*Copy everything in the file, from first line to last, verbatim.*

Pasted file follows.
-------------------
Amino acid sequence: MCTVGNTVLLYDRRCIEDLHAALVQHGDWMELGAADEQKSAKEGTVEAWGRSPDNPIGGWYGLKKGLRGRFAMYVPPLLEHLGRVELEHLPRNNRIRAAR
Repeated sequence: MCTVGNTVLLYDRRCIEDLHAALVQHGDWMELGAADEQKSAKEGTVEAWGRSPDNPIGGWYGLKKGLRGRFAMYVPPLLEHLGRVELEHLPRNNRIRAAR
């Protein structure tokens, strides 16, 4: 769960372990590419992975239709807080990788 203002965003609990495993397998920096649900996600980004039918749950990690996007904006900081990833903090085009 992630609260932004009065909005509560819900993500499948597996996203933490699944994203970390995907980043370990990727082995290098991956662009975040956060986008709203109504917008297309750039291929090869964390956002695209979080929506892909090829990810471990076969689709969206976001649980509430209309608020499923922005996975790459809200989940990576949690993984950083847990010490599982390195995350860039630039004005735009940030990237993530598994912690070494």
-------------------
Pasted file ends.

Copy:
Amino acid sequence: MCTVGNTVLLYDRRCIEDLHAALVQHGDWMELGAADEQKSAKEGTVEAWGRSPDNPIGGWYGLKKGLRGRFAMYVPPLLEHLGRVELEHLPRNNRIRAAR
Repeated sequence: MCTVGNTVLLYDRRCIEDLHAALVQHGDWMELGAADEQKSAKEGTVEAWGRSPDNPIGGWYGLKKGLRGRFAMYVPPLLEHLGRVELEHLPRNNRIRAAR
């Protein structure tokens, strides 16, 4: 769960372990590419992975239709807080990788 203002965003609990495993397998920096649900996600980004039918749950990690996007904006900081990833903090085009 992630609260932004009065909005509560819900993500499948597996996203933490699944994203970390995907980043370990990727082995290098991956662009975040956060986008709203109504917008297309750039291929090869964390956002695209979080929506892909090829990810471990076969689709969206976001649980509430209309608020499923922005996975790459809200989940990576949690993984950083847990010490599982390195995350860039630039004005735009940030990237993530598994912690070494």